I went to the mall today. I do that often when I’m home alone with a deadline breathing down my neck –- I give up and go to the mall. And besides, I was having cravings for chicken, so I headed straight for the KFC in the food court. I sat there, all alone, munching on my popcorn chicken. And that’s when I saw the signs.
“Store Closing! Everything Must Go!”
The cheap junk store in the mall was going out of business, and everything was on sale. And since my mother taught me never to pass up a bargain, I had to go and check it out. I stared at the signs as I gulped down the last of my Diet Pepsi. Cheap stuff! On sale!
I remembered the last time I was in that store. I had seen a Dave Barry Book-on-CD. It would be cheap, and I could justify buying it.
I skipped all the way to the store.
Before I entered, though, I paused, suddenly afraid of what was inside. Mob rule had taken over. There was an elderly man attacking unsuspecting shoppers with his walker. And it appeared as though a gang of angry mothers had surrounded a man and were violently beating him with their purses, fighting for the last Pokemon video.
Run, I told myself. Run for your life!
But Dave Barry was in there somewhere –- a prisoner of the Clearance Sale Contention –- and it was my job to rescue him.
“I’m coming, Dave!” I shouted as I valiantly marched into battle. “Be strong, Dave!”
The last time I had been inside the store, the Books-on-Tape rack had been in the front of the store. But not now. Oh, no... it was gone. Most likely, it had been moved deep into the heart of combat.
I took a deep breath and surveyed my surroundings. To the right, a tight grid of clothing racks full of screen-printed neon T-shirts and plus-sized grandma panties. Dave wouldn’t be there (I hoped), so I happily avoided that particular part of the store. But the view to the left was worse -– yes, worse than the grandma panties and the women who were shopping for them. Before me was an endless line of tall shelves that may have had some sort of organizational system at some time –- before the war was declared.
But there are no rules when you enter The Clearance Zone. Rat poison. Children’s toys. Chocolate chip cookies. They can all be in the same aisle.
I started my mission in what looked like an area that had most likely once been the entertainment section. There were a few old video games hanging on the wall (though the majority had fallen down), and there was a random sampling of VHS tapes dumped out on the shelves. I half-heartedly glanced through the tapes, not willing to dig through piles of Muppet Babies videos in search of something decent.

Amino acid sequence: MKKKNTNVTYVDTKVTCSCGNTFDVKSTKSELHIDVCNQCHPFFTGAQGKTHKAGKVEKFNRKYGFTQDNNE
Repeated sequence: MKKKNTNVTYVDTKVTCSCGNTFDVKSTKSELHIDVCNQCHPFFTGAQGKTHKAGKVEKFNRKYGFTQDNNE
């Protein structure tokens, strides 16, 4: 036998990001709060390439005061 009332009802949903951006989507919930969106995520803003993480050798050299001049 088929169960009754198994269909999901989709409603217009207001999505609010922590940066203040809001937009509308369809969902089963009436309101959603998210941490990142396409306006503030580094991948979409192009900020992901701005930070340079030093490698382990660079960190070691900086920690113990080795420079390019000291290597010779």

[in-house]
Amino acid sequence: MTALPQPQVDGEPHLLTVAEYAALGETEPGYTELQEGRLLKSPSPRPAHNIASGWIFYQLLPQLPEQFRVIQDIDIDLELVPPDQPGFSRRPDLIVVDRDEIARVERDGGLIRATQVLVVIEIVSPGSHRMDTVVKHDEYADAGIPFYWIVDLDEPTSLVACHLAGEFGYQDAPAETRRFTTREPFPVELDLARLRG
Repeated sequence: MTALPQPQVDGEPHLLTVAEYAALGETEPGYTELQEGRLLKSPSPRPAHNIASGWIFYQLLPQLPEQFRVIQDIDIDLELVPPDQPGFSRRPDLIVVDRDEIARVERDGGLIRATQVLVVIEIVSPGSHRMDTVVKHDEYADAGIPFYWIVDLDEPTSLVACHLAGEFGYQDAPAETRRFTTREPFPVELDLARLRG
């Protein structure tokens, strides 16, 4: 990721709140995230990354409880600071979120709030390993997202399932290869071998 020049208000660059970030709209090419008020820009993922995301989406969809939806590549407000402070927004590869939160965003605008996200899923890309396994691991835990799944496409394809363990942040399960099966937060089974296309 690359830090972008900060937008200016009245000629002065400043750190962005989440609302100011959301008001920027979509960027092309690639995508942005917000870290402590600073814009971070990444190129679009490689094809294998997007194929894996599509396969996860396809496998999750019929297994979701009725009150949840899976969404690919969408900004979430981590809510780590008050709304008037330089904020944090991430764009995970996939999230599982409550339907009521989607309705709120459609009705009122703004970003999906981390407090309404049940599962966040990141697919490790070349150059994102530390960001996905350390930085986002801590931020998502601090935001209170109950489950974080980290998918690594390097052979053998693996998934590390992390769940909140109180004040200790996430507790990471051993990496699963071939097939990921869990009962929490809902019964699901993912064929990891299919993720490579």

The obstacles were many on my mission in The Clearance Zone. There were greedy, paranoid shoppers everywhere. Two men glanced up at me suspiciously, afraid that I’d make a sudden move and take the WWF video out of their hands. A small child weaved around my legs, probably to keep me from the great deals that her mother was contemplating. And it terrifies me to recall the scattered landmines of fallen merchandise on the floor –- I had to cautiously maneuver myself around them.
I glanced down one aisle of what appeared to be household items. Something caught my eye –- perhaps a Salad Shooter –- and I tried to make my way toward it. But it was impossible. There was a guard. There she stood, in the exact center of the aisle. There wasn’t enough room on either side of her, so I couldn’t get by -– and I knew she wasn’t about to budge. I faked right. I faked left. Then I ran down the next aisle and around to the other side of the guard. By the time I reached it, though, the Salad Shooter was gone.
And I still hadn’t found Dave.
That’s when I realized that I was being followed. There was an old woman behind me, trying to look inconspicuous. But I knew she was following me. I knew it. And when I moved in to try to look at something, there she was. I stopped to check out a fleece zebra-print throw, and there she was, pushing me out of the way. Though it took a lot of effort -– and a lot of cunning –- I eventually lost her somewhere around the office supplies. Of course, that meant that I couldn’t shop for pens, but it was a sacrifice I was willing to make. After all, I had Dave to think of.
Then I saw it –- a shining cardboard beacon of Books-on-Tape -– in the very back of the store, next to a rack of brown polyester pants. I dashed toward it, gracefully bounding over pet squeaky toy landmines and dodging fellow bargain-hunters. I knew I didn’t have much time. I had to get Dave and get out before I lost my sanity to The Clearance Zone.
I reached the cardboard rack with hope in my heart. I carefully flipped through each package –- twice. But I had never heard of these people. What had they done with Dave?
One side left. He had to be there. But there was yet another obstacle. A man shopping for brown polyester pants. Most likely a high school history teacher. And he wasn’t moving. I contemplated my options, considering body-checking him. It was my only hope.
I’ve seen angry history teachers before, though, and I didn’t want to test this one. So I made myself as thin and stealthy as possible, and I squeezed my way in.
Dave wasn’t there.
I checked again. He still wasn’t there.
I almost began to weep, but I knew I had to be strong. I didn’t know where they had taken them, but I was sure it was nowhere in this horrible mess of sale shoppers. I would just have to continue my hunt elsewhere.
Carefully, I made my way through the tight racks of socks and bell-bottoms, frequently ducking behind them before I could be seen. My eyes darted from side to side, looking for an exit as I hurried past the mile-long line of successful hunters, their arms full of cheap, worthless trash.
I had failed in my mission. I stumbled out of The Clearance Zone, defeated, dejected, and gasping for breath -– yet relieved that I had made it out with my life.